In general, the recommendations provided by GAO are pretty basic, yet surprisingly still very much needed.
Was anything missed? Anything you would add?
The GAO focused heavily on whether OPMs should be subject to an incentive compensation ban, and little attention was placed on other items.
For example, they did not look at how OPM outsourcing can potentially cover an extensive range of activities and services, a range so wide that it that might raise questions about who is actually in control of the educational program. Attention should also be paid to what (rather than how much) can be outsourced for an institution to remain eligible for Title IV federal funding.
Right now, OPMs have to make sure that less than 50% of their work qualifies as “instruction.” However, we identified loose definitions of “instruction” that assume an in-person model of faculty-to-student interaction; the full scope of designing and offering an online course is a lot more than just formal contact between an instructor and student. It includes course design, materials presentation, syllabus, grading, and more. These aspects of teaching and learning do not count for the 50% limit of instruction for OPMs.
We also missed a discussion about how outsourcing programs to for-profit entities blurs the boundaries between public, not-for-profit and for-profit institutions (i.e., some OPM-supported programs in a public, nonprofit institutions are essentially operated as subsidiaries of a for-profit entity). This suggests that distinctions connected to for-profit status that are in audit requirements (as noted in the report) may not have the accountability impact that was intended by policymakers.
What we are seeing is an evolution of the for-profit model in this OPM realm for higher education. Many OPMs began as for-profit institutions; when they became OPMs, they were able to elude the regulations currently in place for for-profit institutions — even as they are still operating as a for-profit, and even as they are providing some core educational services. So when policy makers talk about wanting greater scrutiny for for-profit educational institutions, they should also include for-profit OPMs.
What do you think the Education Department should do next with regards to OPMs?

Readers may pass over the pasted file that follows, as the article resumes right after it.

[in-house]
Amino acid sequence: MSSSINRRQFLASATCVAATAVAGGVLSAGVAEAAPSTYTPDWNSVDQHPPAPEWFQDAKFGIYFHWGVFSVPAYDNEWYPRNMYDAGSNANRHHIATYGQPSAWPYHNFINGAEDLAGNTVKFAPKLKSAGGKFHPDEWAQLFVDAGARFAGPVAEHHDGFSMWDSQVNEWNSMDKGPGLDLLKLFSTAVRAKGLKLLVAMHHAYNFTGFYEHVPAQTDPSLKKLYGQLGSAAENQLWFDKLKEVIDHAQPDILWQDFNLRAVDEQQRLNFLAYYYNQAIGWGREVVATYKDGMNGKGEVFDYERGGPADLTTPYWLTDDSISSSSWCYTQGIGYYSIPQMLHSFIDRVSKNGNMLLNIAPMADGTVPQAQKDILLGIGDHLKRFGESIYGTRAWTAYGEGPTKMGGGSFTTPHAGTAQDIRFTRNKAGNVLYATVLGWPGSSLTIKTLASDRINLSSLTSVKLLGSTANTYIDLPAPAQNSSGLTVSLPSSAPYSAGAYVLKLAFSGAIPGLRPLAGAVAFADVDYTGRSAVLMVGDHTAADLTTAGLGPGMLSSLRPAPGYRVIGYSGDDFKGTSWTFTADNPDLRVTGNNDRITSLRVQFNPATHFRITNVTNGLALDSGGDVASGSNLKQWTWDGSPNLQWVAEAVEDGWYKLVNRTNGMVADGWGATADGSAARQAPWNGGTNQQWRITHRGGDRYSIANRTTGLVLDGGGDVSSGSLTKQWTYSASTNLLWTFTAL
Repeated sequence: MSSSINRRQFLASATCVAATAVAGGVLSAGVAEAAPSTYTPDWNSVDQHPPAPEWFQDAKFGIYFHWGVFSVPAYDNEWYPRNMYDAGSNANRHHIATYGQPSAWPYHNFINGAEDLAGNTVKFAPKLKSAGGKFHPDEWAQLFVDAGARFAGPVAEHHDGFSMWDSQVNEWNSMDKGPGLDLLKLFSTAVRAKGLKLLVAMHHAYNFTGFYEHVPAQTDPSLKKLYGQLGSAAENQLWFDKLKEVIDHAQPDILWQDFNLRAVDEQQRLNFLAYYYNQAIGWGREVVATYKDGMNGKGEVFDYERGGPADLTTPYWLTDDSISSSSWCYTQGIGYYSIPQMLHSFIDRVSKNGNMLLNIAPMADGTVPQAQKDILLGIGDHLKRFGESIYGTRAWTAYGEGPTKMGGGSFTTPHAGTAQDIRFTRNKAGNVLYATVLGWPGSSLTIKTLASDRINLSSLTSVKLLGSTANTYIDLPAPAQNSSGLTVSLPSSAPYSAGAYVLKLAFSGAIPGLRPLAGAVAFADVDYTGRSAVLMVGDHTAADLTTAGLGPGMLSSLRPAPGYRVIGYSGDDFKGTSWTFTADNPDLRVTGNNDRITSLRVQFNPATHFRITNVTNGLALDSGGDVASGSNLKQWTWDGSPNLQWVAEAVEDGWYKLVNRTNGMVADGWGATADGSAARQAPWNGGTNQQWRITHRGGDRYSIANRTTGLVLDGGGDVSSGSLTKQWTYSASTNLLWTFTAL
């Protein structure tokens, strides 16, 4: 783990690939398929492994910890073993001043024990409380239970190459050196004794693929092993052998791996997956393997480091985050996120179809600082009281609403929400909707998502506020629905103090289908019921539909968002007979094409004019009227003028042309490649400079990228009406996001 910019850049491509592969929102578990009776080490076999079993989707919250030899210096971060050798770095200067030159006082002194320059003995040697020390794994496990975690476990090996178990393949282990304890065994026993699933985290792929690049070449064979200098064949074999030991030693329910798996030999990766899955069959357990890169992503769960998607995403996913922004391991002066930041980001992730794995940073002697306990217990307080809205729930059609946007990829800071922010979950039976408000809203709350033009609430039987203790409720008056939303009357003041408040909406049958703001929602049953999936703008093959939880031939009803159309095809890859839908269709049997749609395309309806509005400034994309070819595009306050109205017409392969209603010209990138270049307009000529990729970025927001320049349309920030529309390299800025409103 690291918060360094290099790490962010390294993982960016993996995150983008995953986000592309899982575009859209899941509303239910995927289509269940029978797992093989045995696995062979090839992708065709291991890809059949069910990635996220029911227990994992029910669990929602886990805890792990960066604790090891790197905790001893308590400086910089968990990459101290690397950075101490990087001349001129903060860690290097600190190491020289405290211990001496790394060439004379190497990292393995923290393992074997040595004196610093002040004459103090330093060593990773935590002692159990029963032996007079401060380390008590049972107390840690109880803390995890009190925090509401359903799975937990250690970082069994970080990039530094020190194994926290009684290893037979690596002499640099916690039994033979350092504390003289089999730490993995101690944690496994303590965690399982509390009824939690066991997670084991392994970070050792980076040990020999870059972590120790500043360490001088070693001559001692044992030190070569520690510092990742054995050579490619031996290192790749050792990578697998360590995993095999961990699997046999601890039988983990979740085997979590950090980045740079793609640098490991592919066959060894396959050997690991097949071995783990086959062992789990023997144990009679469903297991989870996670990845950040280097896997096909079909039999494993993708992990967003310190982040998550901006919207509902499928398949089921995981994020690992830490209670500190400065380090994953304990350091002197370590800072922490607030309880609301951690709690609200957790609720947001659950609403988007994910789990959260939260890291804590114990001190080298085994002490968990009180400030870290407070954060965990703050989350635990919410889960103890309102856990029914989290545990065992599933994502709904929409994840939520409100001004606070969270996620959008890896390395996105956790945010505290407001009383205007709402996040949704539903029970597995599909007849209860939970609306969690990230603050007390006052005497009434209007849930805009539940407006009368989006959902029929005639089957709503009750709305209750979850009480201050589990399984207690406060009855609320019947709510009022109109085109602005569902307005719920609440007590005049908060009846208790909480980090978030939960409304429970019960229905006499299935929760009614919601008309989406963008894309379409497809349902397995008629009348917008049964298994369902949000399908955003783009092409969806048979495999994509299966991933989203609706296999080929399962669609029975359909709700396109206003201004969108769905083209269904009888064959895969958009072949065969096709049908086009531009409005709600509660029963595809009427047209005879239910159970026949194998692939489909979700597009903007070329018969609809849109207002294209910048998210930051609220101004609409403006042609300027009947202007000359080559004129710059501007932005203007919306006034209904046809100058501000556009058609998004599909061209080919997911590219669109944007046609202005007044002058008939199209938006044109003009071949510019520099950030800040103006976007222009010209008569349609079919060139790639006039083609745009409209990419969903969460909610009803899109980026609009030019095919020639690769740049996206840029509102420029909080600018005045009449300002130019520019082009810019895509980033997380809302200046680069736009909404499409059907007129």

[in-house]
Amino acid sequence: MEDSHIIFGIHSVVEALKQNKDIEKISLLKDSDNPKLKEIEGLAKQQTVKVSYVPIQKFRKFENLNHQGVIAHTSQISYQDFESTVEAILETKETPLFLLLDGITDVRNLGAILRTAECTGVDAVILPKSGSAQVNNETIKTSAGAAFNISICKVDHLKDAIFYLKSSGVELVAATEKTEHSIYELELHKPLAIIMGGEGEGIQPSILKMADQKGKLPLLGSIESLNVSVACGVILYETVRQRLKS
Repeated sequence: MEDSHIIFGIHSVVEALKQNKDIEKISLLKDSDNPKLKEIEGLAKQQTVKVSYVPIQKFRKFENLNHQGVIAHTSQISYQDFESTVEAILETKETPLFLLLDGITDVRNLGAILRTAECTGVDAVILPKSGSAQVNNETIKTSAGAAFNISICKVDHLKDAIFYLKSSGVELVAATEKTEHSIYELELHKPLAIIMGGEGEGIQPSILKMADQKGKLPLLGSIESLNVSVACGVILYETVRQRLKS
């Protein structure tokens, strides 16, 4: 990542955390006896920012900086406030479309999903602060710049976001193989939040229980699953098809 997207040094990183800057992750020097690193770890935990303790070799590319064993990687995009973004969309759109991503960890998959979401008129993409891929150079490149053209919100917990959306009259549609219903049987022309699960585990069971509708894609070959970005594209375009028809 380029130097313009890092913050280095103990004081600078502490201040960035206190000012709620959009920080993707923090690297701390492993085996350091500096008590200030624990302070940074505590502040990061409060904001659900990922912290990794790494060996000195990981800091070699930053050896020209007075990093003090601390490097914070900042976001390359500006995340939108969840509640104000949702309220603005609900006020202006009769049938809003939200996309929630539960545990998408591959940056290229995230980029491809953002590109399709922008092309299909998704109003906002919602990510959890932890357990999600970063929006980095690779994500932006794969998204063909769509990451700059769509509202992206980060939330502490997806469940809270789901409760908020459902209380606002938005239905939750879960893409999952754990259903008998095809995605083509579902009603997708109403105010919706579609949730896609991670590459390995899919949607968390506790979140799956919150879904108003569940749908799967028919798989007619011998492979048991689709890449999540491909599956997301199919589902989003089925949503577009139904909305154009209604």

There are few things that come to mind. The Education Department needs to formally define OPMs under policy, so that universities know what they need to report. The line between OPMs and other forms online education-related outsourcing is not clear. OPM work currently can be masked behind labels such as “technology support services,” or not reported because institutions do not contract with the OPM for direct instruction of students, thus potentially avoiding external oversight.
In addition, policymakers should revisit the bundled services exemption. This exemption allows for OPMs to be paid per student (also called tuition-sharing or enrollment incentivization) as long as they are providing a large suite of services. Is this exemption having desired impact — limiting negative incentives for enrollment above all other activities? This places the focus on tuition-sharing without attending to issues raised by the OPM model itself (which may or may not use tuition-sharing financing).
It would be wise also to review distinctions between for-profit, not-for-profit and public institutions. With institutions increasingly developing curricular partnerships that involve for-profit companies, there may be a need to look at for-profit status at the program level rather than the institutional level.
Currently, it is difficult to know if a specific program is connected to an OPM, or to know which institutions have partnered with specific OPM companies. It would be helpful to have information that must be publicly disclosed by institutions about their outsourced programs, and for OPMs to identify which institutions and programs they are working with.
Bottom line — are OPMs good, bad or indifferent? What should students, policymakers, and the public keep in mind about them?
There is nothing inherently bad about OPMs, but they should be scrutinized as educational providers in partnership with existing eligible institutions. They engage in sensitive communication with prospective students on behalf of higher education institutions and perform key activities pertaining to instruction, the central activity within higher education. When OPM partnerships go badly, the consequences can be greater for students and society than when other forms of outsourcing do so.